August is Spinal Muscular Atrophy (SMA) month, and this often disabling disease affects one in 6,000 people. A person suffering from SMA can qualify for Social Security Disability benefits if symptoms are severe enough and are not anticipated to improve for a year.
SMA is a genetic disease that impacts the areas of the body responsible for voluntary movement. In time, SMA damages the spinal cord neurons, resulting in loss of muscle movement, decreased mobility, difficulty breathing and swallowing, among other physical limitations.
Because of the debilitating qualities of this condition, the Social Security Administration (SSA) includes the in its Blue Book of Impairments, which lists a number of conditions that are typically approved for disability benefits.
Severe Types of SMA
SMA is a specific form of muscle atrophy that takes several severe forms. Types 0 and 1 are the most disabling, affecting prenatal babies and infants. Complications involve death, difficulty breathing, sucking and swallowing as muscles lose strength.
These types of SMA are listed on the SSA's compassionate allowances list, meaning a person diagnosed with this disease will receive expedited disability benefits within weeks.
Less severe types of SMA such as Type 2, 3 and 4 are not listed on the compassionate allowances list, but applicants may receive SSD if their symptoms are so severe they cannot work.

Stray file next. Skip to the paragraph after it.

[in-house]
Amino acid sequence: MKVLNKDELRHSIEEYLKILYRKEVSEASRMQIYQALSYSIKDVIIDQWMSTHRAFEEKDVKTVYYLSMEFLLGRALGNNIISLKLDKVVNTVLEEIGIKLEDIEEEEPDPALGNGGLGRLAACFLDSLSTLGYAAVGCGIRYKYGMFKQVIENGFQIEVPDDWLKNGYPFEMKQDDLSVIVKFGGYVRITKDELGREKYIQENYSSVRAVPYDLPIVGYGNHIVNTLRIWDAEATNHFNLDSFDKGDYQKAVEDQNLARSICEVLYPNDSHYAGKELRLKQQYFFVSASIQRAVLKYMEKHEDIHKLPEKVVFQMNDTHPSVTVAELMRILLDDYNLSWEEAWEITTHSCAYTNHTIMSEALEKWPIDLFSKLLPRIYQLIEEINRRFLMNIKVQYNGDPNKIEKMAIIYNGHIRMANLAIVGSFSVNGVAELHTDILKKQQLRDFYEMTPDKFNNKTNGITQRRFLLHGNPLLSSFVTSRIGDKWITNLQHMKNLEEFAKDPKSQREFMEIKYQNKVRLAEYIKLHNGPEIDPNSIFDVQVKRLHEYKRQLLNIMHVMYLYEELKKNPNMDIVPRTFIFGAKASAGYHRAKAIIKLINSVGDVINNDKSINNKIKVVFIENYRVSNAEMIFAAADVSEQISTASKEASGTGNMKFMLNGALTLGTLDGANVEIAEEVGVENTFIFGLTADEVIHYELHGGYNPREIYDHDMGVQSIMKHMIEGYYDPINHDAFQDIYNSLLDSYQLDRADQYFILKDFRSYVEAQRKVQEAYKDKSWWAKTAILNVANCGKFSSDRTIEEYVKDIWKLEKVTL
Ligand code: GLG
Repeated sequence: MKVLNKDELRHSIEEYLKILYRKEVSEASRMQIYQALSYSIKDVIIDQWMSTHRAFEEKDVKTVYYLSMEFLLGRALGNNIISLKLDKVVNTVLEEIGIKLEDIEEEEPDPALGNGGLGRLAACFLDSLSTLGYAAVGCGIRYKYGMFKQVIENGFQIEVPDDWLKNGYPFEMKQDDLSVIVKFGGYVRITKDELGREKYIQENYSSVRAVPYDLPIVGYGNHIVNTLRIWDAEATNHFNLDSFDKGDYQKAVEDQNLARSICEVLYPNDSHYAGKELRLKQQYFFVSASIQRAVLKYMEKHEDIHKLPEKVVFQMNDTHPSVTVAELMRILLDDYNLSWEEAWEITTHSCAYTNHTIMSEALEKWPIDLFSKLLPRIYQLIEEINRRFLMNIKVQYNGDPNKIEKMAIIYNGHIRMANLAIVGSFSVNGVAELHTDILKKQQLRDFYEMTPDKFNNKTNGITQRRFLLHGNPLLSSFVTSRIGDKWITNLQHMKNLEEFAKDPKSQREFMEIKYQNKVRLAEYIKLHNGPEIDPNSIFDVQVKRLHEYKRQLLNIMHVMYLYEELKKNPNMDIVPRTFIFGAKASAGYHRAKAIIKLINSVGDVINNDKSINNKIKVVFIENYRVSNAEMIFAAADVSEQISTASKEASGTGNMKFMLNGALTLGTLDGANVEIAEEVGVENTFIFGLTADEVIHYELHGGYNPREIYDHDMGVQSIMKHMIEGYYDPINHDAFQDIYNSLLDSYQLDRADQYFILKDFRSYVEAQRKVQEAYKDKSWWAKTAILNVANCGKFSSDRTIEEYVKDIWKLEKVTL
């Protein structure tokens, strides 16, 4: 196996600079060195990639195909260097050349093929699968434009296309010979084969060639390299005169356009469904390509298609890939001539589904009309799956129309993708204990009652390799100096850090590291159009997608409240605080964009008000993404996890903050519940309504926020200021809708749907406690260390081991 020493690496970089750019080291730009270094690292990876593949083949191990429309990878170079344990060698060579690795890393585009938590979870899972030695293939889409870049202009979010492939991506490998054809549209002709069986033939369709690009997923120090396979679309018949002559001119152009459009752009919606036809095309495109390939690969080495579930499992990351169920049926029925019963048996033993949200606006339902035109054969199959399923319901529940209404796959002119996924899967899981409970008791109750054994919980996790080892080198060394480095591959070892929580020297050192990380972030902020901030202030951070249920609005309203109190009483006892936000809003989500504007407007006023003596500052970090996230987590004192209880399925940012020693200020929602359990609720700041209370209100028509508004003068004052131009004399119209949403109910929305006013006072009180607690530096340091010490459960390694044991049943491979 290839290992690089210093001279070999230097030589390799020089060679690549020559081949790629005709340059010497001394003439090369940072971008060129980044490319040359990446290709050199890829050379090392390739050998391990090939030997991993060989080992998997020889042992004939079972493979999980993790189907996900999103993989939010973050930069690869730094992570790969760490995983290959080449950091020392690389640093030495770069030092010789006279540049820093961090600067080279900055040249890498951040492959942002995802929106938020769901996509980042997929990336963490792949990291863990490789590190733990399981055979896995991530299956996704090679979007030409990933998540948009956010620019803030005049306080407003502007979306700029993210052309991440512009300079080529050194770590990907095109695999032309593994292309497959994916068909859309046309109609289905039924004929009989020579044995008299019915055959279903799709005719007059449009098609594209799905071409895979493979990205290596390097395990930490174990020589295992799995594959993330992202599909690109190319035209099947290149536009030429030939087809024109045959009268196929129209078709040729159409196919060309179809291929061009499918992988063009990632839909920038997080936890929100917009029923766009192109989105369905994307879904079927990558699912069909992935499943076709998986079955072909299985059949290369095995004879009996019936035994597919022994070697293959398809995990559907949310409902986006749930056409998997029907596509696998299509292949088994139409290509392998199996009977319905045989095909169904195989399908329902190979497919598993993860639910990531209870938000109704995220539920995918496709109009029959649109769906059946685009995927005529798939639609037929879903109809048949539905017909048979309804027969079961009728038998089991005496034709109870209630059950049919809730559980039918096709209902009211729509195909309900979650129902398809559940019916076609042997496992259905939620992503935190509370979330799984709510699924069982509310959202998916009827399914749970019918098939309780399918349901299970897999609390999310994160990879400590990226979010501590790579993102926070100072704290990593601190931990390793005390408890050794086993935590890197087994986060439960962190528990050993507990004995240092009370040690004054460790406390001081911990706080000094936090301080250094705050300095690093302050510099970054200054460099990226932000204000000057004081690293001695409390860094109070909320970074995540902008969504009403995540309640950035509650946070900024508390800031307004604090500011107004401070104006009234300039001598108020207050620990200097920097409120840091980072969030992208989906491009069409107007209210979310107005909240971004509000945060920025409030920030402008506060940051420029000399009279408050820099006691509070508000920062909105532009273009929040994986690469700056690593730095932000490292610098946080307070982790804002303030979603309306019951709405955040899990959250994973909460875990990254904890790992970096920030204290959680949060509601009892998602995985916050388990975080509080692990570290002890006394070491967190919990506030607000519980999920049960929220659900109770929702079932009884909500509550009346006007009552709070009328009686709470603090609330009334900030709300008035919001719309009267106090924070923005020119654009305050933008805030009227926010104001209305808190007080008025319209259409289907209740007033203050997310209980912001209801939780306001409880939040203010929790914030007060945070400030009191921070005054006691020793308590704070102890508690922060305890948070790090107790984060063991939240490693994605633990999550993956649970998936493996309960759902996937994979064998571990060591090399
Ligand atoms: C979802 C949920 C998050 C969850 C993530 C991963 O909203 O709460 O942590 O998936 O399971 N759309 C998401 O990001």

Qualifying for SSD Benefits
If you file for SSD benefits for SMA, it is imperative that you document your disability. Provide medical evidence such as physician's notes, medical records, number of hospital visits and results of tests.
Tell your doctor if you suffer from non-exertional limitations such as:
- Using your hands to manipulate objects
- Inability to focus due to extreme pain or fatigue
In addition to medical evidence, also obtain written statements from family and friends who are aware of your physical disabilities and include them with your application.
If you have been diagnosed with spinal muscular atrophy, our disability attorneys are available to help you apply for SSD benefits or file an appeal for denied benefits. Contact a Social Security disability lawyer in Phoenix today for a free legal consultation.